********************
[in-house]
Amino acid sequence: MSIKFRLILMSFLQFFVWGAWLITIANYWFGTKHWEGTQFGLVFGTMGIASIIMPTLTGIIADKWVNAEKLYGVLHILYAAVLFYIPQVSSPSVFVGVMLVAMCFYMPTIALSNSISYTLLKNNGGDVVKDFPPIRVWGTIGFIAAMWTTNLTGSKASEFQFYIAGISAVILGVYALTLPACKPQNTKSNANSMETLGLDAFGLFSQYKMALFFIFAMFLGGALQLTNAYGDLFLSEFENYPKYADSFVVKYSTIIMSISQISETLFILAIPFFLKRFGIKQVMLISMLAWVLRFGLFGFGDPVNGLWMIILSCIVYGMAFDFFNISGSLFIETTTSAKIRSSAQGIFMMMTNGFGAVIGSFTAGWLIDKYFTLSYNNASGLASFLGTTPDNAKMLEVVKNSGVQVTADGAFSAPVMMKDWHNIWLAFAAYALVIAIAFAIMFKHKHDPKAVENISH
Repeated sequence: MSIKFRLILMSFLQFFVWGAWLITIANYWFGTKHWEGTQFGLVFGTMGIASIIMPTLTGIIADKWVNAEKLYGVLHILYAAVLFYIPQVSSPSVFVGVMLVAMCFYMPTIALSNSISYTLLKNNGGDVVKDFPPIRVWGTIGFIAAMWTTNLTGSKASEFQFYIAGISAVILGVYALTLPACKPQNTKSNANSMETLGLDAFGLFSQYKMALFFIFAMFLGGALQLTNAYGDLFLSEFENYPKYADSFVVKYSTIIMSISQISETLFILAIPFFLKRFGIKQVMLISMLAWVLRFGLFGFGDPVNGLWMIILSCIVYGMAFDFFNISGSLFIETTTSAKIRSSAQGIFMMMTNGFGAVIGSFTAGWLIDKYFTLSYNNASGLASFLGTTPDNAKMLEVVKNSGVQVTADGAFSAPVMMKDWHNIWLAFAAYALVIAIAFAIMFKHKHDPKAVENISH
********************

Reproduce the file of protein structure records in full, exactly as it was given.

[in-house]
Amino acid sequence: MSIKFRLILMSFLQFFVWGAWLITIANYWFGTKHWEGTQFGLVFGTMGIASIIMPTLTGIIADKWVNAEKLYGVLHILYAAVLFYIPQVSSPSVFVGVMLVAMCFYMPTIALSNSISYTLLKNNGGDVVKDFPPIRVWGTIGFIAAMWTTNLTGSKASEFQFYIAGISAVILGVYALTLPACKPQNTKSNANSMETLGLDAFGLFSQYKMALFFIFAMFLGGALQLTNAYGDLFLSEFENYPKYADSFVVKYSTIIMSISQISETLFILAIPFFLKRFGIKQVMLISMLAWVLRFGLFGFGDPVNGLWMIILSCIVYGMAFDFFNISGSLFIETTTSAKIRSSAQGIFMMMTNGFGAVIGSFTAGWLIDKYFTLSYNNASGLASFLGTTPDNAKMLEVVKNSGVQVTADGAFSAPVMMKDWHNIWLAFAAYALVIAIAFAIMFKHKHDPKAVENISH
Repeated sequence: MSIKFRLILMSFLQFFVWGAWLITIANYWFGTKHWEGTQFGLVFGTMGIASIIMPTLTGIIADKWVNAEKLYGVLHILYAAVLFYIPQVSSPSVFVGVMLVAMCFYMPTIALSNSISYTLLKNNGGDVVKDFPPIRVWGTIGFIAAMWTTNLTGSKASEFQFYIAGISAVILGVYALTLPACKPQNTKSNANSMETLGLDAFGLFSQYKMALFFIFAMFLGGALQLTNAYGDLFLSEFENYPKYADSFVVKYSTIIMSISQISETLFILAIPFFLKRFGIKQVMLISMLAWVLRFGLFGFGDPVNGLWMIILSCIVYGMAFDFFNISGSLFIETTTSAKIRSSAQGIFMMMTNGFGAVIGSFTAGWLIDKYFTLSYNNASGLASFLGTTPDNAKMLEVVKNSGVQVTADGAFSAPVMMKDWHNIWLAFAAYALVIAIAFAIMFKHKHDPKAVENISH